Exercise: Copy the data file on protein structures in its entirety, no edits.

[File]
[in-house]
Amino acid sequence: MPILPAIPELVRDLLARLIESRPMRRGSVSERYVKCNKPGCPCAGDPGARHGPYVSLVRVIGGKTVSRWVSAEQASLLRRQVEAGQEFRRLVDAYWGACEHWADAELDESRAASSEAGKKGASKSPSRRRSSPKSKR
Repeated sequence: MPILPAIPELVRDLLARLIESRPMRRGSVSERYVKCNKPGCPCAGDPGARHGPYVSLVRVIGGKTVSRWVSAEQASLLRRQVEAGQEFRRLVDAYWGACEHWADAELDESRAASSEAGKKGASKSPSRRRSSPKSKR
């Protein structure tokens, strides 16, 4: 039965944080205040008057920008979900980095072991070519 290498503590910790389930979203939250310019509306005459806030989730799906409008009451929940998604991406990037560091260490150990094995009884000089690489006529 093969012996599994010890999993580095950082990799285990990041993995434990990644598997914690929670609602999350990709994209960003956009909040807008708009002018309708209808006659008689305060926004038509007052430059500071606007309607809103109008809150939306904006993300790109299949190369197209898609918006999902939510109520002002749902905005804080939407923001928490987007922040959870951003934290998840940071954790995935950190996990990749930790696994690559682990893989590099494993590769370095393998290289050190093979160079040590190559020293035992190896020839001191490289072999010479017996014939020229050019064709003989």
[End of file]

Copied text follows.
[in-house]
Amino acid sequence: MPILPAIPELVRDLLARLIESRPMRRGSVSERYVKCNKPGCPCAGDPGARHGPYVSLVRVIGGKTVSRWVSAEQASLLRRQVEAGQEFRRLVDAYWGACEHWADAELDESRAASSEAGKKGASKSPSRRRSSPKSKR
Repeated sequence: MPILPAIPELVRDLLARLIESRPMRRGSVSERYVKCNKPGCPCAGDPGARHGPYVSLVRVIGGKTVSRWVSAEQASLLRRQVEAGQEFRRLVDAYWGACEHWADAELDESRAASSEAGKKGASKSPSRRRSSPKSKR
């Protein structure tokens, strides 16, 4: 039965944080205040008057920008979900980095072991070519 290498503590910790389930979203939250310019509306005459806030989730799906409008009451929940998604991406990037560091260490150990094995009884000089690489006529 093969012996599994010890999993580095950082990799285990990041993995434990990644598997914690929670609602999350990709994209960003956009909040807008708009002018309708209808006659008689305060926004038509007052430059500071606007309607809103109008809150939306904006993300790109299949190369197209898609918006999902939510109520002002749902905005804080939407923001928490987007922040959870951003934290998840940071954790995935950190996990990749930790696994690559682990893989590099494993590769370095393998290289050190093979160079040590190559020293035992190896020839001191490289072999010479017996014939020229050019064709003989």